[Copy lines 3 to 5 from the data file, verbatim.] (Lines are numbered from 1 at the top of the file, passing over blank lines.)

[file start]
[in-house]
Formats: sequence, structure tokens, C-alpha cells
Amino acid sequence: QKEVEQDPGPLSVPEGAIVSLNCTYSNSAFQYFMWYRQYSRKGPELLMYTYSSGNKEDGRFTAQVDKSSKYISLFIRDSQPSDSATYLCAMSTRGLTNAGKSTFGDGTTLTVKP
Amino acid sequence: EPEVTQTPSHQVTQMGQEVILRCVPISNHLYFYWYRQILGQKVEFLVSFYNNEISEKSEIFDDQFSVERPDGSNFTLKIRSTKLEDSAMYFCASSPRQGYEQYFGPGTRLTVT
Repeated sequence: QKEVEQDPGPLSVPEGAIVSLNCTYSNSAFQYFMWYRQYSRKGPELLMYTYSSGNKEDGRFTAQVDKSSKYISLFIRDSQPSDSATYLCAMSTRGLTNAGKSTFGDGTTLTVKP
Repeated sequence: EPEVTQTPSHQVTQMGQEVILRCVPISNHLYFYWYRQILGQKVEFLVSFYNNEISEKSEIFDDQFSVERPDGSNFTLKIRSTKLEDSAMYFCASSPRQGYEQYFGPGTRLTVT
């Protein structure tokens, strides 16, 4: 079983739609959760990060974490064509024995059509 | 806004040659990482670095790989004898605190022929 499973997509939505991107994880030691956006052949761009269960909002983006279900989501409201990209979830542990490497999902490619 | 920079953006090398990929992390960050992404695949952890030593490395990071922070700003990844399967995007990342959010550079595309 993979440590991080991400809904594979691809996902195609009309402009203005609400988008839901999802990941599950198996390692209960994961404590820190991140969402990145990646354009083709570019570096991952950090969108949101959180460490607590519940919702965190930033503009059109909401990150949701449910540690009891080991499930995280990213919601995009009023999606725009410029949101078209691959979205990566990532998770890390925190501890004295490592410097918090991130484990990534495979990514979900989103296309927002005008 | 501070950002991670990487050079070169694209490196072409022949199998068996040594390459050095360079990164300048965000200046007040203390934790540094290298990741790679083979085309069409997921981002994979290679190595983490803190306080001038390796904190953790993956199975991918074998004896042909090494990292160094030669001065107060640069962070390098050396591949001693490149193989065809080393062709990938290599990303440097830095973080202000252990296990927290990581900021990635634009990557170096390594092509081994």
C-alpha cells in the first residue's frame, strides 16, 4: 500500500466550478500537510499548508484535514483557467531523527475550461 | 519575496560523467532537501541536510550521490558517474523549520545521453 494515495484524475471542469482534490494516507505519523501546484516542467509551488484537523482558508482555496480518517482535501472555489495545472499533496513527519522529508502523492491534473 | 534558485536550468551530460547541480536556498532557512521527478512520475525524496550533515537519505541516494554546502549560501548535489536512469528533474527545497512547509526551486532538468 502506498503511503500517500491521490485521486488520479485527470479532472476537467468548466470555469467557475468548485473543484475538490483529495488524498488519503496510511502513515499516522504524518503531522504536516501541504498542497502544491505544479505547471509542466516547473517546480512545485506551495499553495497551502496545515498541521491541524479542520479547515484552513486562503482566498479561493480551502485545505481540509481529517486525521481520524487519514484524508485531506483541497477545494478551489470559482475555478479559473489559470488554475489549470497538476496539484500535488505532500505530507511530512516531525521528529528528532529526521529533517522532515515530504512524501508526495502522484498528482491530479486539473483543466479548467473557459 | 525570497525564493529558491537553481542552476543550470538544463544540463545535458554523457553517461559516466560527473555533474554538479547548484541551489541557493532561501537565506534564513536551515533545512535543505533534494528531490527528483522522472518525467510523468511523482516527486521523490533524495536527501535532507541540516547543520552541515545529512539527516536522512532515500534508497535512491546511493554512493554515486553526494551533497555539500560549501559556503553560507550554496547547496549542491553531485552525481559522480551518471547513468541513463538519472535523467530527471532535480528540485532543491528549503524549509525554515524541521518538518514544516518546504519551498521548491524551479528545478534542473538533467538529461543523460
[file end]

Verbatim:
Amino acid sequence: QKEVEQDPGPLSVPEGAIVSLNCTYSNSAFQYFMWYRQYSRKGPELLMYTYSSGNKEDGRFTAQVDKSSKYISLFIRDSQPSDSATYLCAMSTRGLTNAGKSTFGDGTTLTVKP
Amino acid sequence: EPEVTQTPSHQVTQMGQEVILRCVPISNHLYFYWYRQILGQKVEFLVSFYNNEISEKSEIFDDQFSVERPDGSNFTLKIRSTKLEDSAMYFCASSPRQGYEQYFGPGTRLTVT
Repeated sequence: QKEVEQDPGPLSVPEGAIVSLNCTYSNSAFQYFMWYRQYSRKGPELLMYTYSSGNKEDGRFTAQVDKSSKYISLFIRDSQPSDSATYLCAMSTRGLTNAGKSTFGDGTTLTVKP